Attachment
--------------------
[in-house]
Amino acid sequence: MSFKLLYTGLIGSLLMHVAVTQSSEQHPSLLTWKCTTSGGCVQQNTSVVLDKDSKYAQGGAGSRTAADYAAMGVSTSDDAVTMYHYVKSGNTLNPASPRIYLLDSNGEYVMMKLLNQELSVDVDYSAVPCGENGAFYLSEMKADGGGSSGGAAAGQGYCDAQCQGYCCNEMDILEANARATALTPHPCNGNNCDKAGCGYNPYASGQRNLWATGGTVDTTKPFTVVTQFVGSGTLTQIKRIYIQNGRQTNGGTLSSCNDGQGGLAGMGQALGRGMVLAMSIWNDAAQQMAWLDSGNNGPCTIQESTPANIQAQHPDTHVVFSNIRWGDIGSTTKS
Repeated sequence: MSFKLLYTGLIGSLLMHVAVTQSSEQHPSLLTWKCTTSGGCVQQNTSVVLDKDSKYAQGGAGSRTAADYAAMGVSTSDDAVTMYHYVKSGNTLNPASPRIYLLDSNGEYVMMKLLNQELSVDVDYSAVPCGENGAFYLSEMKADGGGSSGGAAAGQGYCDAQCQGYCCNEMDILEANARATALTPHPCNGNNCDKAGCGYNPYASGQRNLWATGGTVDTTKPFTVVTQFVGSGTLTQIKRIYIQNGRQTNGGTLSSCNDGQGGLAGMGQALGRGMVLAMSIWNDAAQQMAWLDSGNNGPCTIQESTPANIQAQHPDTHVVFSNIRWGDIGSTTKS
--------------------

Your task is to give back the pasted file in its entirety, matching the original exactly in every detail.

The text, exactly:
[in-house]
Amino acid sequence: MSFKLLYTGLIGSLLMHVAVTQSSEQHPSLLTWKCTTSGGCVQQNTSVVLDKDSKYAQGGAGSRTAADYAAMGVSTSDDAVTMYHYVKSGNTLNPASPRIYLLDSNGEYVMMKLLNQELSVDVDYSAVPCGENGAFYLSEMKADGGGSSGGAAAGQGYCDAQCQGYCCNEMDILEANARATALTPHPCNGNNCDKAGCGYNPYASGQRNLWATGGTVDTTKPFTVVTQFVGSGTLTQIKRIYIQNGRQTNGGTLSSCNDGQGGLAGMGQALGRGMVLAMSIWNDAAQQMAWLDSGNNGPCTIQESTPANIQAQHPDTHVVFSNIRWGDIGSTTKS
Repeated sequence: MSFKLLYTGLIGSLLMHVAVTQSSEQHPSLLTWKCTTSGGCVQQNTSVVLDKDSKYAQGGAGSRTAADYAAMGVSTSDDAVTMYHYVKSGNTLNPASPRIYLLDSNGEYVMMKLLNQELSVDVDYSAVPCGENGAFYLSEMKADGGGSSGGAAAGQGYCDAQCQGYCCNEMDILEANARATALTPHPCNGNNCDKAGCGYNPYASGQRNLWATGGTVDTTKPFTVVTQFVGSGTLTQIKRIYIQNGRQTNGGTLSSCNDGQGGLAGMGQALGRGMVLAMSIWNDAAQQMAWLDSGNNGPCTIQESTPANIQAQHPDTHVVFSNIRWGDIGSTTKS